How Hackers Are Actually Using Exposed Passwords to Infiltrate Active Directory
Recent reports like the Verizon DBIR have noted that stolen credentials are often the foothold that attackers use to compromise networks and systems. A simple phishing or credential stuffing attack becomes the entry point for a much larger enterprise, like data theft, ransomware, or system hijacking.
This is rather vague, however: without knowing the full process, it is difficult for a system or network administrator to develop a strong security posture. Luckily, Microsoft’s threat intelligence team has provided us with essential insight in how these attacks occur, and thus how we can better defend against them, especially with regard to Active Directory systems.
So what does it mean, in practical terms, for a stolen credential to be used as an ‘entry point’?
Generally, it is easier for an attacker to leverage vulnerabilities in a system from inside the system itself. Even initial limited access provides a platform to collect further information and use reconnaissance tools to identify vulnerabilities. Then, one can leverage known exploits (such as unconstrained delegation) to escalate privileges, install malware, or increase the apparent legitimacy of targeted phishing attacks. Working as an authenticated user can also provide cover- security systems are less prone to flag suspicious activity when the actor is known to the system.
Microsoft’s Threat Protection Intelligence Team released an excellent article this past June tracing an attack chain from a cloud-based initial vector to full Active Directory system compromise. They describe how attackers “typically started with intensive password spray” to gain an initial foothold, then used a tool called Ruler to exploit the Exchange server and progress to remote code execution, lateral network movement, and data exfiltration.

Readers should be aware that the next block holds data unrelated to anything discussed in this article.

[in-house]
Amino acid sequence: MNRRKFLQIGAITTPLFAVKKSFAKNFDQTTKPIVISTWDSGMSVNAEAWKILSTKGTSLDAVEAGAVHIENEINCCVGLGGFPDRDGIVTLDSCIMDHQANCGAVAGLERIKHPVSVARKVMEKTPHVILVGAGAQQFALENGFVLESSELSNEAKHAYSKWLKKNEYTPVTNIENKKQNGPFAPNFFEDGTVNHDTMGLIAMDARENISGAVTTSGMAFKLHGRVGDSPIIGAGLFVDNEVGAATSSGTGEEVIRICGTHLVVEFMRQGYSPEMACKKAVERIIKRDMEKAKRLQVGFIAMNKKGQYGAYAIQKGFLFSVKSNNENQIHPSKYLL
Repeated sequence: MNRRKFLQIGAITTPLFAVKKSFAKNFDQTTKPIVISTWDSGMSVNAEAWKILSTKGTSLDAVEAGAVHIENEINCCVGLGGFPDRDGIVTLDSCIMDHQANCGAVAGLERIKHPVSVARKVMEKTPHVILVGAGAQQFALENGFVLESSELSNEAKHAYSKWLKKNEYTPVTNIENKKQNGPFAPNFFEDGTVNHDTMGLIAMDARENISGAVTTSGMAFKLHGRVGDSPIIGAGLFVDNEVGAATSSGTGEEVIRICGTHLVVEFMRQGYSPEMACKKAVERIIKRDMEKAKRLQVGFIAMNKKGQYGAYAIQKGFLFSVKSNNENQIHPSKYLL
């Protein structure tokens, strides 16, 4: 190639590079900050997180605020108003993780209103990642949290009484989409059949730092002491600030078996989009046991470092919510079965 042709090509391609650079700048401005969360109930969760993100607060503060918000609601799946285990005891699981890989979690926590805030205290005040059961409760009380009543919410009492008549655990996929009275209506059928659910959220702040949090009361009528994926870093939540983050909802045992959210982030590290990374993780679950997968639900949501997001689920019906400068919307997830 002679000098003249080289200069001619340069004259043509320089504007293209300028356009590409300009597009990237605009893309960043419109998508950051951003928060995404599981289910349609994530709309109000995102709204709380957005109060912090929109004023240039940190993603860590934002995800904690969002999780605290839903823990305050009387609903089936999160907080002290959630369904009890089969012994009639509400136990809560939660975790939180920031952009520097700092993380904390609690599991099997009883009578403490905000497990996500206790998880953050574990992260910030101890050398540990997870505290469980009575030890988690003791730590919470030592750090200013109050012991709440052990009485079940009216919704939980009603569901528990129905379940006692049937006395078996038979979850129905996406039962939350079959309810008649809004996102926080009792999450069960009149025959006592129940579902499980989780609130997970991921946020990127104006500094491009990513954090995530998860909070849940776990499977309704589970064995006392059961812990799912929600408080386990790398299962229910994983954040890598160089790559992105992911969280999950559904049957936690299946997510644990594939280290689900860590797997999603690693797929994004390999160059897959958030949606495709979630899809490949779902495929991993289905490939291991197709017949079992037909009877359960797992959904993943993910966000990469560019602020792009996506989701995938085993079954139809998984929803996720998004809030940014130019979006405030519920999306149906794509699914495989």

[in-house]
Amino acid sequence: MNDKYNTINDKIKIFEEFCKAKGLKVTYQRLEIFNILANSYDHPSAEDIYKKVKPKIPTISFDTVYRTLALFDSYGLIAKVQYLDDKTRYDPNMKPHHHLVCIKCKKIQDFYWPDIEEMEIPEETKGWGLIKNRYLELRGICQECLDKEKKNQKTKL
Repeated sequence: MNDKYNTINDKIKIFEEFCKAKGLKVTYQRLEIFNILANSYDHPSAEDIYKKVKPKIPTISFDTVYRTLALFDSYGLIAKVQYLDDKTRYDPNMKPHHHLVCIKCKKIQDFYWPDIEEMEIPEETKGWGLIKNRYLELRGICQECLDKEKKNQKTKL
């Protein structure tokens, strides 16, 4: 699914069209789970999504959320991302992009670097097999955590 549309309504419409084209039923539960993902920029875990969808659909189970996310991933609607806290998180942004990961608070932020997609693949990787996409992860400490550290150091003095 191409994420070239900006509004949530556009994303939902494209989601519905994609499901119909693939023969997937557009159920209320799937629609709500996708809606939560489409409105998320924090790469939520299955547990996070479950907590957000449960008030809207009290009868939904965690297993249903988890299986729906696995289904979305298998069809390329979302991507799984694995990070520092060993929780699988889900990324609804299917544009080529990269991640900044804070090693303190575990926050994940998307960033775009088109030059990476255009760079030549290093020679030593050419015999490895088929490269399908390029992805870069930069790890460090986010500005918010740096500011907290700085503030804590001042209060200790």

Crucially, the success of attackers’ password spraying is dependent on users’ password re-use. Not just the re-use of their own passwords across services (which may make them personally vulnerable), but the more systemic issue of re-using passwords known to be compromised.
Take, for instance, the breach of mobile gaming company Zynga that occurred this past year. About 76 million hashed passwords were leaked, of which over 50% have been cracked to date. Of those dehashed passwords, analysis by Enzoic showed over 99% had appeared in past breaches before. And not only had they been seen before, but some of these passwords have been used hundreds of thousands of times. Even passwords that we have been conditioned to think look “strong” have appeared easily hundreds of times. For instance, the password “uaBuu623qN” is found over 200 times. For passwords based on dictionary words or names, it is often orders of magnitude more. This means a threat actor’s chances of finding just one person who has used a previously compromised password are pretty good- and all they need is a single one in order to gain that initial foothold. Additionally, if someone in the organization has their credentials compromised, either through phishing or a third-party attack on another website, it is likely that their password will be added to the huge aggregate lists of exposed passwords that threat actors use to perform password spraying- and thus anyone in the organization who may have chosen the same password is compromised as well.
This is why it is extremely important to comply with the NIST guidelines and check passwords against a constantly updated list of compromised credentials. Even if users are changing their passwords frequently, they are probably picking passwords that not only have been used before, but used thousands of times before, and consequently confer only limited security. Enzoic for Active Directory is a current and powerful tool to screen out these exposed passwords while minimizing user friction. Instead of counting on outdated, frustrating routine password changes and inconsequential “strength” requirements, let Enzoic’s vigilant threat intelligence work to protect your organization.
By: Dylan Hudson